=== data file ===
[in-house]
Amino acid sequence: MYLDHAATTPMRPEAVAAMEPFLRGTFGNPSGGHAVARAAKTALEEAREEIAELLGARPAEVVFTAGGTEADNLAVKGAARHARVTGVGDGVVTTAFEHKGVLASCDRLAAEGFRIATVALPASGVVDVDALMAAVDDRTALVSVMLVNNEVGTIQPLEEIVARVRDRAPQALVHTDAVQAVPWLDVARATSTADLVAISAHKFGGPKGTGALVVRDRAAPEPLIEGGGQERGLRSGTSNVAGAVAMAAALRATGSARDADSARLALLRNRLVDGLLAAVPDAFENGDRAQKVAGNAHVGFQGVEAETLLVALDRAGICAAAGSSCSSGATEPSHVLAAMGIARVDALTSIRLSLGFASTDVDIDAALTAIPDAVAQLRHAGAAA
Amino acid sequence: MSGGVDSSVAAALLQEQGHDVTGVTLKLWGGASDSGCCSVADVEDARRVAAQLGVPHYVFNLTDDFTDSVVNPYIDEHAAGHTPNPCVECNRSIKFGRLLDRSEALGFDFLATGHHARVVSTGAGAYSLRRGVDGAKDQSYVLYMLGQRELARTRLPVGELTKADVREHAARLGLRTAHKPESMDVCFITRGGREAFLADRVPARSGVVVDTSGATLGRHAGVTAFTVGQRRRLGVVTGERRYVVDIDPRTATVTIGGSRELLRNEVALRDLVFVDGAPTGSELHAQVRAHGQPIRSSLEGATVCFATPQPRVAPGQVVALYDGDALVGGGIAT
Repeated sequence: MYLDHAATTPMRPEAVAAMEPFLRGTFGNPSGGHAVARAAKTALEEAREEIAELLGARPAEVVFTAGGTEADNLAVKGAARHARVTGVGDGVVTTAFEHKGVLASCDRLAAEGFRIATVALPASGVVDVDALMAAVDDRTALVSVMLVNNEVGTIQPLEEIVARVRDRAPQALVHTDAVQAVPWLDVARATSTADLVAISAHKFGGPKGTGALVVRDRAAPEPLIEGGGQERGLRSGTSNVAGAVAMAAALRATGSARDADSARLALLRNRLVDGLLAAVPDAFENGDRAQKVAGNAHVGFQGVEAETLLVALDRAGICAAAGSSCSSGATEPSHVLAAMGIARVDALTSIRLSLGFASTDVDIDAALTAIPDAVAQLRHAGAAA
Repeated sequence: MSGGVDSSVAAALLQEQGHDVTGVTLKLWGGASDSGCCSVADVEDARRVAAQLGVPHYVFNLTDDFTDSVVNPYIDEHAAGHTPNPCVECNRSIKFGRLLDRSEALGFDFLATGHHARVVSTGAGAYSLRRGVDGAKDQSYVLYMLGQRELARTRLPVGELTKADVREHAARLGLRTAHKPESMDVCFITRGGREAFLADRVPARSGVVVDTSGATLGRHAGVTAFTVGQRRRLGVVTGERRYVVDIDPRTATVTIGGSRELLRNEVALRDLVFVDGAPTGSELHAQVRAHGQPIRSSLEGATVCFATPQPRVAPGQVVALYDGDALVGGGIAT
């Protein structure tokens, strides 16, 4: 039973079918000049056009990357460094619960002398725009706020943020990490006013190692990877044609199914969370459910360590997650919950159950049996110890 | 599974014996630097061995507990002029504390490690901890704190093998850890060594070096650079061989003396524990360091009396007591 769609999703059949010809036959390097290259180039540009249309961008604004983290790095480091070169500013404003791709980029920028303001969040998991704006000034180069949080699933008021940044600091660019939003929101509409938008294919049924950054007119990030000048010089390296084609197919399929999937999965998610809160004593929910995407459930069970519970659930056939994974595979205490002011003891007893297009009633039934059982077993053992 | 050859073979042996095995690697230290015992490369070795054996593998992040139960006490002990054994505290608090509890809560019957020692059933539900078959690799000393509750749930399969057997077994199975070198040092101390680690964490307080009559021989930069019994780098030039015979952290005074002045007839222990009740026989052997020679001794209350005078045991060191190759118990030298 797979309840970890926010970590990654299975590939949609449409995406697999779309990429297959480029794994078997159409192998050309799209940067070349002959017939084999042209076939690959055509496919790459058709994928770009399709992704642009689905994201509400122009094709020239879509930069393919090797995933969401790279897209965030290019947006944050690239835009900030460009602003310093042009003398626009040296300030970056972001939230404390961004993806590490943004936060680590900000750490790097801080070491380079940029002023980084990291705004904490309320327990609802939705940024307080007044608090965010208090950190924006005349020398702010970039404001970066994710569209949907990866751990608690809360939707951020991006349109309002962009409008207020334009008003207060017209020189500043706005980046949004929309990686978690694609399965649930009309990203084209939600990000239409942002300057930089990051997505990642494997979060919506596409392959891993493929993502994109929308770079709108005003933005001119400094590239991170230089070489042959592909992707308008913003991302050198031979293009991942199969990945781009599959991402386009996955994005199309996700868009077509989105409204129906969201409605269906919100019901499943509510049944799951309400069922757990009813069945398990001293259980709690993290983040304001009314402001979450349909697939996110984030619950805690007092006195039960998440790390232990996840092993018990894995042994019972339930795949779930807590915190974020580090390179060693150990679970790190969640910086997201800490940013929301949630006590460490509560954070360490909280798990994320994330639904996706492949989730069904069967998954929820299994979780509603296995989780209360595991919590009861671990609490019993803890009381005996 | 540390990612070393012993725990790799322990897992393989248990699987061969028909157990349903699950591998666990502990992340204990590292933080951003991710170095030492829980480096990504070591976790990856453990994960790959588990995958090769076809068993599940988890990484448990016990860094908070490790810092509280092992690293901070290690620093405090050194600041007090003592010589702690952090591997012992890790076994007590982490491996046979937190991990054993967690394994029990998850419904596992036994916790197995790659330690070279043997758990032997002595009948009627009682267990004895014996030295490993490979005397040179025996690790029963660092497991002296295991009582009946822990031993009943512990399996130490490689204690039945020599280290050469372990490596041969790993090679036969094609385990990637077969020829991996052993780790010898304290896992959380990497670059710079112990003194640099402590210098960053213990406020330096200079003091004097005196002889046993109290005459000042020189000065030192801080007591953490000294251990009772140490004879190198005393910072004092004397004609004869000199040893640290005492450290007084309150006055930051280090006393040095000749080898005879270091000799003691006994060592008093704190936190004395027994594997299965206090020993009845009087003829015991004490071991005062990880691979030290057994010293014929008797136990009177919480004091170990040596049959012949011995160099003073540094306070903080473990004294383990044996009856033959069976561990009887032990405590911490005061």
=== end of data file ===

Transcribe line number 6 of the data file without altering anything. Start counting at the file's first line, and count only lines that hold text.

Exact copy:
């Protein structure tokens, strides 16, 4: 039973079918000049056009990357460094619960002398725009706020943020990490006013190692990877044609199914969370459910360590997650919950159950049996110890 | 599974014996630097061995507990002029504390490690901890704190093998850890060594070096650079061989003396524990360091009396007591 769609999703059949010809036959390097290259180039540009249309961008604004983290790095480091070169500013404003791709980029920028303001969040998991704006000034180069949080699933008021940044600091660019939003929101509409938008294919049924950054007119990030000048010089390296084609197919399929999937999965998610809160004593929910995407459930069970519970659930056939994974595979205490002011003891007893297009009633039934059982077993053992 | 050859073979042996095995690697230290015992490369070795054996593998992040139960006490002990054994505290608090509890809560019957020692059933539900078959690799000393509750749930399969057997077994199975070198040092101390680690964490307080009559021989930069019994780098030039015979952290005074002045007839222990009740026989052997020679001794209350005078045991060191190759118990030298 797979309840970890926010970590990654299975590939949609449409995406697999779309990429297959480029794994078997159409192998050309799209940067070349002959017939084999042209076939690959055509496919790459058709994928770009399709992704642009689905994201509400122009094709020239879509930069393919090797995933969401790279897209965030290019947006944050690239835009900030460009602003310093042009003398626009040296300030970056972001939230404390961004993806590490943004936060680590900000750490790097801080070491380079940029002023980084990291705004904490309320327990609802939705940024307080007044608090965010208090950190924006005349020398702010970039404001970066994710569209949907990866751990608690809360939707951020991006349109309002962009409008207020334009008003207060017209020189500043706005980046949004929309990686978690694609399965649930009309990203084209939600990000239409942002300057930089990051997505990642494997979060919506596409392959891993493929993502994109929308770079709108005003933005001119400094590239991170230089070489042959592909992707308008913003991302050198031979293009991942199969990945781009599959991402386009996955994005199309996700868009077509989105409204129906969201409605269906919100019901499943509510049944799951309400069922757990009813069945398990001293259980709690993290983040304001009314402001979450349909697939996110984030619950805690007092006195039960998440790390232990996840092993018990894995042994019972339930795949779930807590915190974020580090390179060693150990679970790190969640910086997201800490940013929301949630006590460490509560954070360490909280798990994320994330639904996706492949989730069904069967998954929820299994979780509603296995989780209360595991919590009861671990609490019993803890009381005996 | 540390990612070393012993725990790799322990897992393989248990699987061969028909157990349903699950591998666990502990992340204990590292933080951003991710170095030492829980480096990504070591976790990856453990994960790959588990995958090769076809068993599940988890990484448990016990860094908070490790810092509280092992690293901070290690620093405090050194600041007090003592010589702690952090591997012992890790076994007590982490491996046979937190991990054993967690394994029990998850419904596992036994916790197995790659330690070279043997758990032997002595009948009627009682267990004895014996030295490993490979005397040179025996690790029963660092497991002296295991009582009946822990031993009943512990399996130490490689204690039945020599280290050469372990490596041969790993090679036969094609385990990637077969020829991996052993780790010898304290896992959380990497670059710079112990003194640099402590210098960053213990406020330096200079003091004097005196002889046993109290005459000042020189000065030192801080007591953490000294251990009772140490004879190198005393910072004092004397004609004869000199040893640290005492450290007084309150006055930051280090006393040095000749080898005879270091000799003691006994060592008093704190936190004395027994594997299965206090020993009845009087003829015991004490071991005062990880691979030290057994010293014929008797136990009177919480004091170990040596049959012949011995160099003073540094306070903080473990004294383990044996009856033959069976561990009887032990405590911490005061």